Chuck Grassley Questions Eric Holder on Fast and Furious
Sen. Chuck Grassley (Iowa), the top Republican on the Senate Judiciary Committee, grilled Attorney General Eric Holder today regarding a botched weapons investigation known as “Fast and Furious” that allowed assault weapons to make their ways to Mexican drug cartels.
Holder provided a clear admission that law enforcement officials from the Bureau of Alcohol, Tobacco, Firearms and Explosives intentionally stopped surveillance on guns they suspected were en route to criminal networks.
“Any instance of so-called gunwalking was unacceptable. This tactic was unfortunately used as part of Fast and Furious,” Holder told senators at a Judiciary Committee hearing. “This should never have happened.”
But Holder also took a strident tone against what he called “inaccurate and frankly irresponsible accusations” about the role of top Justice Department officials in approving the tactics used in the operation.
He also sought to pivot the revelations into a push for more stringent gun laws, noting that ATF whistle-blowers who testified at a House hearing in June “explained that the agency’s ability to stem the flow of guns from the United States into Mexico suffers from a lack of effective enforcement tools.”
Grassley pressed Holder about whether Justice Department officials had informed him when investigators tied Fast and Furious weapons to the scene of Border Patrol Agent Brian Terry’s murder.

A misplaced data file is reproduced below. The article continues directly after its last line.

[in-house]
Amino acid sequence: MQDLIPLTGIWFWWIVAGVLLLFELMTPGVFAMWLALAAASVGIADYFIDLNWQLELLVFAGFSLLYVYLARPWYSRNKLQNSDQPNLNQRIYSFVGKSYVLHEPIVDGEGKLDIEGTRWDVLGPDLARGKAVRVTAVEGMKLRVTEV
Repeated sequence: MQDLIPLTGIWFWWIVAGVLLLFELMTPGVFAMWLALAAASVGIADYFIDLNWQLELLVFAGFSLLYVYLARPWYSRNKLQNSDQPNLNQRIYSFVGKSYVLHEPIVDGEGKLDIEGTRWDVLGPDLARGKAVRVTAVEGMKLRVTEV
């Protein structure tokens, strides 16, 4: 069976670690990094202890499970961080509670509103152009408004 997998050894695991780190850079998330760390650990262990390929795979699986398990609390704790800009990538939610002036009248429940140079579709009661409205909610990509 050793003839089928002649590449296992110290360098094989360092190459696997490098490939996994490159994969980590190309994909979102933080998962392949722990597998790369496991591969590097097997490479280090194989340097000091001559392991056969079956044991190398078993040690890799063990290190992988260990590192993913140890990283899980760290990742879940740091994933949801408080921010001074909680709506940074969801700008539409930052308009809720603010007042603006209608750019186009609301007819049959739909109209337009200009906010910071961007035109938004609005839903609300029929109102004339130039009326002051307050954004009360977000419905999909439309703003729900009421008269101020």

Holder said they had not.
Grassley also asked about the status of Assistant Attorney General Lanny Breuer.
Breuer last week said he knew that federal officials allowed weapons to fall into the possession of Mexican drug cartels as early as April 2010, 10 months before the department denied to Congressional investigators that the investigative strategy was used.
On Oct. 31, Breuer released a statement expressing “regret” for not alerting other top officials about the tactic when it “became public.”
Holder said Breuer had not offered his resignation over the matter and he did not expect Breuer would be offering it.
Holder conceded that a Feb. 4 letter broadly denying the Justice Department had allowed guns to “walk” was inaccurate. He said it would be a “reason for concern” if Breuer had reviewed the letter before it was sent to Grassley.
Grassley also asked Holder about an instance in which an unknown Justice Department official leaked damaging information about an ATF whistle-blower that Grassley said appeared to be retaliatory.
The Iowa Republican said Holder indicated in a private phone conversation with him that an investigation had revealed who leaked the information and that the person in question had been dealt with.
Holder paused, saying, “it almost pains me” to respond to the question, since it involved what he thought was a private phone conversation between the two in response to a handwritten note Grassley had sent Holder.
“In a different time in Washington, I’m not sure … that would have been shared with everyone,” Holder said, ultimately answering the question by saying the leaks were “under investigation.”